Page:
Tropical Houseplant Care 101

November 23, 2020 Scott Preusser , Conservatory Horticulturist

At the Gardens we have a large collection of tropical plants that live in the Boettcher Memorial Tropical Conservatory and in our plant collections greenhouses. Much of this collection could suitably be considered houseplants. 

Houseplants can be as beneficial as they are visually appealing. Growing plants in your home can improve mood, reduce fatigue, lower stress, and increase oxygen and humidity in the air. 

Anthurium 'Pink Champion' Flamingo Flower

Anthurium 'Pink Champion' flamingo flower

When choosing plants for your living space, pay attention to the conditions in your home: sun exposure (which changes quite drastically over the course of the year), average temperature of the living space, amount of space you can dedicate to your plants, what pets might be exposed to the plants. 

Because of the vast array of houseplants available, it is best to grow what will do well in your conditions. Eight hours of direct light is considered full sun. Plants that will be happy with six or more hours of sun include cacti and succulents, croton (Codiaeum variegatum), Dracaena, palms, cycads, Hibiscus or Strelitzia. Some plants that do well in medium light (three to six hours of sun) are orchids, Pilea, gesneriads, African violet and Begonia. Finally, plants that do well in low light are Spathiphyllum, ferns, Dieffenbachia, ivy, Philodendron, Calathea and Anthurium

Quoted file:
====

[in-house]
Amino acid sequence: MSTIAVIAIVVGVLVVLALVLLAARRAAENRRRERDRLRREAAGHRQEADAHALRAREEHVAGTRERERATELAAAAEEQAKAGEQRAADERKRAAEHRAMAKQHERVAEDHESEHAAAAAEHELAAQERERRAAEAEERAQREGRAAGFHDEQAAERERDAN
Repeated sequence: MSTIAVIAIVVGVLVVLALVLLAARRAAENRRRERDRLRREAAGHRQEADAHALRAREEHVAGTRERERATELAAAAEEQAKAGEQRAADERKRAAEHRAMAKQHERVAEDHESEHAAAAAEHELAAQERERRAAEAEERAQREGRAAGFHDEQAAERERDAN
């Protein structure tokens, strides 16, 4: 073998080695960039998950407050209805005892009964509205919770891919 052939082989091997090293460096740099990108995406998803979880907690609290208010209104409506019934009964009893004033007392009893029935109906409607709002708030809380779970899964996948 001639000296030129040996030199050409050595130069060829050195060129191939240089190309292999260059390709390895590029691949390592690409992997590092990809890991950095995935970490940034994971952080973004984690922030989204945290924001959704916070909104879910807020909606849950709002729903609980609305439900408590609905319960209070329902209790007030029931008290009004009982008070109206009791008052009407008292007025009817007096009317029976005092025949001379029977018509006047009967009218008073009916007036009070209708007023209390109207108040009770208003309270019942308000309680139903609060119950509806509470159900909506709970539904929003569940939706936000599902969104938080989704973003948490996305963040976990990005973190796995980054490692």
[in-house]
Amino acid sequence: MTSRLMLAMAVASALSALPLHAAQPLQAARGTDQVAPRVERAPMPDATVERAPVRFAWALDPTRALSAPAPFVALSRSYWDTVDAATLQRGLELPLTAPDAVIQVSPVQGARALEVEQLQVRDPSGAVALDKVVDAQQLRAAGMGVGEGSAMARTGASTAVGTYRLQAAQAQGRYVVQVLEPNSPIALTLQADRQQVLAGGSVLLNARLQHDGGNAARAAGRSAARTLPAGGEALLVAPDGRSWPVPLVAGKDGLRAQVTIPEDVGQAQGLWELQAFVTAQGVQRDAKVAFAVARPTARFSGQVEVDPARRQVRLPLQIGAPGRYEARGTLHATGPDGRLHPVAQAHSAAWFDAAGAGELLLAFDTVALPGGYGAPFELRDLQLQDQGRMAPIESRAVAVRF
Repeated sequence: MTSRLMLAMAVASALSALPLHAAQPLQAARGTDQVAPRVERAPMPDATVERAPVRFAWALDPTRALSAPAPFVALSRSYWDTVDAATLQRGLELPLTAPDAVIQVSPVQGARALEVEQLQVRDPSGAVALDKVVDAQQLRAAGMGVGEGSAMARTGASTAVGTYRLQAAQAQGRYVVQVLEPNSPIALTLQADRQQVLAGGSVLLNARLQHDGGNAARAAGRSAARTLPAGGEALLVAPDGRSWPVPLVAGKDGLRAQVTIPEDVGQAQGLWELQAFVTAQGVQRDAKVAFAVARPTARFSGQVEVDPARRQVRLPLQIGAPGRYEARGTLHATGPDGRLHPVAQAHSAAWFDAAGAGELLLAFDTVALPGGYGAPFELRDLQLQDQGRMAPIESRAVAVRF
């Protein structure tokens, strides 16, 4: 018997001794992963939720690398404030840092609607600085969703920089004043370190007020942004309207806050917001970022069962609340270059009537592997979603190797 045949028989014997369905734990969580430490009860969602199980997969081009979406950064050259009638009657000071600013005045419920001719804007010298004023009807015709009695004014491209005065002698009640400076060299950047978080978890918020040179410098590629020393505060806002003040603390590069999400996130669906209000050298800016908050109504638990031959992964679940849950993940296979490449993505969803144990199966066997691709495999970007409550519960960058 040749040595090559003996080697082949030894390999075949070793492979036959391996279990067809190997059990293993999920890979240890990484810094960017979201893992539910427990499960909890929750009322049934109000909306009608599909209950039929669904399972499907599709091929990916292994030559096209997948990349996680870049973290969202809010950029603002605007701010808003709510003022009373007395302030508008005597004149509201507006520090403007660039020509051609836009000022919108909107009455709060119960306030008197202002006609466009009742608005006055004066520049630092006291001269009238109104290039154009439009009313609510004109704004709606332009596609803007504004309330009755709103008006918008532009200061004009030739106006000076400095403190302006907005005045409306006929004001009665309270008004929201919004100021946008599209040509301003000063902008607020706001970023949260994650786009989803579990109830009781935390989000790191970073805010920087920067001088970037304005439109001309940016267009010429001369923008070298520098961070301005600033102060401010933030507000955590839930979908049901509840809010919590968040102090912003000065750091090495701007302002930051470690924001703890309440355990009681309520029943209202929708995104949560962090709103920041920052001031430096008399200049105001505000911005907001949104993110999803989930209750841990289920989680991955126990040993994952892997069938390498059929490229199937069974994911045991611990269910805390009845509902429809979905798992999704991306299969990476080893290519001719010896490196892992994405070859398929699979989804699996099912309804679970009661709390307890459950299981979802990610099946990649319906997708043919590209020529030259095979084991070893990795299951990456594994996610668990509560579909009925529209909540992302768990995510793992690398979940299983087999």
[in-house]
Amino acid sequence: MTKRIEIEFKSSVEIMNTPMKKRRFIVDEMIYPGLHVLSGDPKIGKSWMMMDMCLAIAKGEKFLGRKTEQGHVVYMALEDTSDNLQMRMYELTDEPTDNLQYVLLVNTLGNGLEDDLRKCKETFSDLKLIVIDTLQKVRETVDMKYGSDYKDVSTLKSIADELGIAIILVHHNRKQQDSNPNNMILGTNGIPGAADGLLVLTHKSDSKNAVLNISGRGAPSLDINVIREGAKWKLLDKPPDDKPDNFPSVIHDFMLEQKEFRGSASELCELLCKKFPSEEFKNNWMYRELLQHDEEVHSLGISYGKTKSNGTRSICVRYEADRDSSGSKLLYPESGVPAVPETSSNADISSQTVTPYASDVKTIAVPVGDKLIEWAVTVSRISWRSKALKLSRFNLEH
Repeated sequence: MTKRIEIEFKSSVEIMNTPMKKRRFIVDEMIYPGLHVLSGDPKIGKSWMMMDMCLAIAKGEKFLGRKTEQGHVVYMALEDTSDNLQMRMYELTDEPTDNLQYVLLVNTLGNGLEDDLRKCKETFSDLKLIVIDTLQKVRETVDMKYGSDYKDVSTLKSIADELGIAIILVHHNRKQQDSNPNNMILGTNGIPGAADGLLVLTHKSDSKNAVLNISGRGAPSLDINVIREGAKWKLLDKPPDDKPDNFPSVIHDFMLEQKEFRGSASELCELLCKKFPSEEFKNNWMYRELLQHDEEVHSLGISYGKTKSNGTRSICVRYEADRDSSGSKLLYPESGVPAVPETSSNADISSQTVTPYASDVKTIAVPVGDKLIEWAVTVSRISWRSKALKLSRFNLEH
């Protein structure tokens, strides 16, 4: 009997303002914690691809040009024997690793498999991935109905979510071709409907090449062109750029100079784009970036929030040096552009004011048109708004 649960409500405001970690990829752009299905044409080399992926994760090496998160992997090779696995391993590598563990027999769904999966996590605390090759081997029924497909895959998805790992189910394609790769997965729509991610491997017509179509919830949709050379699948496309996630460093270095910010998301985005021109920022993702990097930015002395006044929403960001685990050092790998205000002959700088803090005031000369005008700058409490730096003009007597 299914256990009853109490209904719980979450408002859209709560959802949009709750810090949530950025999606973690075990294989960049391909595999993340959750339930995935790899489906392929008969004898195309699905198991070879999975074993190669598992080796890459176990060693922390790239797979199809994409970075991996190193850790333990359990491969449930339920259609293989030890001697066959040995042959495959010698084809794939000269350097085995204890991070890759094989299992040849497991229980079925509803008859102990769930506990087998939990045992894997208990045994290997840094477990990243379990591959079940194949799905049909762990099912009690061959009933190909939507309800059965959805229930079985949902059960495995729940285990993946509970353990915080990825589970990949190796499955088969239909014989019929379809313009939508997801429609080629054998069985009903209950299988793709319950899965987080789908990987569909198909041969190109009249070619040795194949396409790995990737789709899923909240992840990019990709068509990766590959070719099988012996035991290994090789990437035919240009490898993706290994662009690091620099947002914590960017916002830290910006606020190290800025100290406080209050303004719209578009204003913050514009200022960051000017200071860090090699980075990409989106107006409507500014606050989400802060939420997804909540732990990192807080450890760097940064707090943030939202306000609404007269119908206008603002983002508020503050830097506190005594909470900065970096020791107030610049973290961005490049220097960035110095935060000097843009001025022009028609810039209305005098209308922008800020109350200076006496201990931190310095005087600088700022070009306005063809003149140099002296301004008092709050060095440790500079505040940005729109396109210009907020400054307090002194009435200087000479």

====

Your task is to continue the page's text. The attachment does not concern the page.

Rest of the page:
Begonia coccinea 'Pink Shasta' angel wing begonia

Now for some general care tips for successfully growing houseplants:

  • In general, don’t overwater – this is (in my opinion) the most important and the hardest thing I ever learned. Roots breathe oxygen and if soil is constantly saturated, roots will rot, and the plant will die. Obviously, some plants need more water than others but a good general schedule for most is saturated for a day or so, two to three days of medium dryness and a day or two on the drier side. It’s okay for plants to begin to wilt so long as they don’t get crispy. 
  • For potting and placing your plants, be sure not to overpot them too much, i.e. gradually move them into the next appropriate size. Also be sure to rotate plants that receive light from only one side. 
  • From time to time your plants may get bugs on them. It happens to everyone, and the closer you pay attention to your plants the less frequent and extensive the outbreaks will be. I like to remove dead leaves and examine the entire plant for bugs on a regular basis. 

Phalaenopsis hybrid - moth orchid

You will get out of houseplants what you put into them. Plants can often be overlooked in the home, but they do need attention and care. If at first, you are not successful, keep trying! I’ve certainly killed my share of plants and will kill more in the future. 

A version of this blog post and photos first appeared as an article in Life on Capitol Hill, November 2020.


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